Dr. James Alexander Smith (May 25, 1935-January 18, 2020) was a Canadian politician. He represented the electoral district of Dartmouth East in the Nova Scotia House of Assembly from 1984 to 2003. He was a member of the Nova Scotia Liberal Party.
Smith was born in Liverpool, Nova Scotia in 1935, and grew up in Port Mouton. Smith graduated with a medical degree from Dalhousie University in 1964. He practiced family medicine in Dartmouth, Nova Scotia for almost 30 years. Smith first attempted to enter provincial politics in the 1981 election, but was defeated by Progressive Conservative incumbent Richard L. Weldon. Smith ran again in the 1984 election, defeating Weldon by 903 votes to win the Dartmouth East riding. One of only six Liberals elected, Smith spent the early years of his political career in opposition. He was re-elected in the 1988 election, winning the seat by 253 votes. Smith was re-elected in the 1993 election, defeating cabinet minister Gwen Haliburton by almost 2,500 votes. Following the election, Smith would get to sit in government for the first time, as the Liberals under John Savage won a majority government.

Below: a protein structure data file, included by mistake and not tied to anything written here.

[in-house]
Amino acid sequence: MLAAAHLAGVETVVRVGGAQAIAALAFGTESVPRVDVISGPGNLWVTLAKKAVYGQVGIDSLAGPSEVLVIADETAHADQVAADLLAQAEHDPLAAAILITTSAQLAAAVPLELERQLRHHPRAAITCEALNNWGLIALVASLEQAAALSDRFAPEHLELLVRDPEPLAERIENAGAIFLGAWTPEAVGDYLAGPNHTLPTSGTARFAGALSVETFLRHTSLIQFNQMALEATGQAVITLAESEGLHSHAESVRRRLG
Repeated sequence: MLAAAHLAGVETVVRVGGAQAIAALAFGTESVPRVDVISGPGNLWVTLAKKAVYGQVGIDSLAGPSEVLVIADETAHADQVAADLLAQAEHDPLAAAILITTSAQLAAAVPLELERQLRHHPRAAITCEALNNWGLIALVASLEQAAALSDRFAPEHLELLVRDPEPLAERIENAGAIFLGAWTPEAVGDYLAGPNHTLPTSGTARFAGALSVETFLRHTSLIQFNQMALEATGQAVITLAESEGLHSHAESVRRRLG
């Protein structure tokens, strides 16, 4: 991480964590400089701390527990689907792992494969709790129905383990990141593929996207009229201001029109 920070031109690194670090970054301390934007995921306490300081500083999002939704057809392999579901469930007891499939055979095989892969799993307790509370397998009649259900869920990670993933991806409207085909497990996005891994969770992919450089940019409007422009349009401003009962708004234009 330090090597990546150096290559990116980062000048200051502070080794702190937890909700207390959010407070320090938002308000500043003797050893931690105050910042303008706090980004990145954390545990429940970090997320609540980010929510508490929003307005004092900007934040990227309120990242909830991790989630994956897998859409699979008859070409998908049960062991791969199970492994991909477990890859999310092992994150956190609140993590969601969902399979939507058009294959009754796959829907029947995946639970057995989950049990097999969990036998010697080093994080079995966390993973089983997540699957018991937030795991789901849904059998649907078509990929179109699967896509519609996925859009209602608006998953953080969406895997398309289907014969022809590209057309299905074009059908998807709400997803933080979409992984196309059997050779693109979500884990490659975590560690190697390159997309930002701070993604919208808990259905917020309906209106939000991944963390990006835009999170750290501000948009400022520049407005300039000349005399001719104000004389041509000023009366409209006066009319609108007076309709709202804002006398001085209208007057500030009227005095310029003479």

On June 11, 1993, Smith was appointed to the Executive Council of Nova Scotia as Minister of Community Services. On June 27, 1996, Savage shuffled his cabinet, with Smith being named Minister of Housing and Municipal Affairs. On June 6, 1997, Savage announced that Smith would take over as Minister of Health on June 9, when Bernie Boudreau resigns from cabinet to run for the Liberal leadership. Smith remained as Minister of Health when Russell MacLellan took over as premier on July 18, 1997. Smith was re-elected in the 1998 election, and retained the health portfolio, but was also named Minister of Justice. In December 1998, Smith was replaced as Minister of Justice, as MacLellan shuffled his cabinet to reduce the heavy workload of some of the cabinet. Smith was re-elelcted by 265 votes in the 1999 election, but the Liberals were defeated by John Hamm's Progressive Conservatives. Smith served in opposition for one term, announcing on May 2, 2003, that he would not seek re-election in the next election.
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